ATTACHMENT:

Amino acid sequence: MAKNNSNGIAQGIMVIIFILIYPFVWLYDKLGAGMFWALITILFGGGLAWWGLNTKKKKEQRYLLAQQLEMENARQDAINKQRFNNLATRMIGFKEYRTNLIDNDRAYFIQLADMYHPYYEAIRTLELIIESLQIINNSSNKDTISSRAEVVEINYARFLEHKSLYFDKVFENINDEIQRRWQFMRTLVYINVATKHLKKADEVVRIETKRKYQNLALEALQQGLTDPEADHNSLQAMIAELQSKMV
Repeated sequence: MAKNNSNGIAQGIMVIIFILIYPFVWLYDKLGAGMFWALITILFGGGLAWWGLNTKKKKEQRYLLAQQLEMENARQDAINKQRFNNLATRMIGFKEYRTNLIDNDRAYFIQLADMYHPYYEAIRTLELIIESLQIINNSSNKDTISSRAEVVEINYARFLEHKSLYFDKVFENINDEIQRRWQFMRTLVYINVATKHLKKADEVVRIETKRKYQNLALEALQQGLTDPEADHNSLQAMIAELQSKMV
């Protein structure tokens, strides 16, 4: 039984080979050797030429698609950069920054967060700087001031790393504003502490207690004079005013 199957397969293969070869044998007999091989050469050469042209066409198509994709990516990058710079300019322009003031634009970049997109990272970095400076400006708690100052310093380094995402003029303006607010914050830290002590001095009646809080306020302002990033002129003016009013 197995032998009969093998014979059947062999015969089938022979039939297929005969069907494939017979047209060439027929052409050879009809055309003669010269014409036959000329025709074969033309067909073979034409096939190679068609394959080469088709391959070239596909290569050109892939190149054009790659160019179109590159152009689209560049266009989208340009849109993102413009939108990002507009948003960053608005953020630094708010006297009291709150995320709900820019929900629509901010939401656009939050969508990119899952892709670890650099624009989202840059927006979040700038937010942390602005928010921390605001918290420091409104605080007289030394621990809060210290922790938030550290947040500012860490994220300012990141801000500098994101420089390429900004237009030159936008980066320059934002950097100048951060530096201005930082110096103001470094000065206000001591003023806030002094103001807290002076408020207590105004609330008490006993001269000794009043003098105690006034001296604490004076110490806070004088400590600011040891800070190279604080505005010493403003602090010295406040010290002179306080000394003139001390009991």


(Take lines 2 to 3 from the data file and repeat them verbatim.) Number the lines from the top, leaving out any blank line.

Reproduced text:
Repeated sequence: MAKNNSNGIAQGIMVIIFILIYPFVWLYDKLGAGMFWALITILFGGGLAWWGLNTKKKKEQRYLLAQQLEMENARQDAINKQRFNNLATRMIGFKEYRTNLIDNDRAYFIQLADMYHPYYEAIRTLELIIESLQIINNSSNKDTISSRAEVVEINYARFLEHKSLYFDKVFENINDEIQRRWQFMRTLVYINVATKHLKKADEVVRIETKRKYQNLALEALQQGLTDPEADHNSLQAMIAELQSKMV
């Protein structure tokens, strides 16, 4: 039984080979050797030429698609950069920054967060700087001031790393504003502490207690004079005013 199957397969293969070869044998007999091989050469050469042209066409198509994709990516990058710079300019322009003031634009970049997109990272970095400076400006708690100052310093380094995402003029303006607010914050830290002590001095009646809080306020302002990033002129003016009013 197995032998009969093998014979059947062999015969089938022979039939297929005969069907494939017979047209060439027929052409050879009809055309003669010269014409036959000329025709074969033309067909073979034409096939190679068609394959080469088709391959070239596909290569050109892939190149054009790659160019179109590159152009689209560049266009989208340009849109993102413009939108990002507009948003960053608005953020630094708010006297009291709150995320709900820019929900629509901010939401656009939050969508990119899952892709670890650099624009989202840059927006979040700038937010942390602005928010921390605001918290420091409104605080007289030394621990809060210290922790938030550290947040500012860490994220300012990141801000500098994101420089390429900004237009030159936008980066320059934002950097100048951060530096201005930082110096103001470094000065206000001591003023806030002094103001807290002076408020207590105004609330008490006993001269000794009043003098105690006034001296604490004076110490806070004088400590600011040891800070190279604080505005010493403003602090010295406040010290002179306080000394003139001390009991």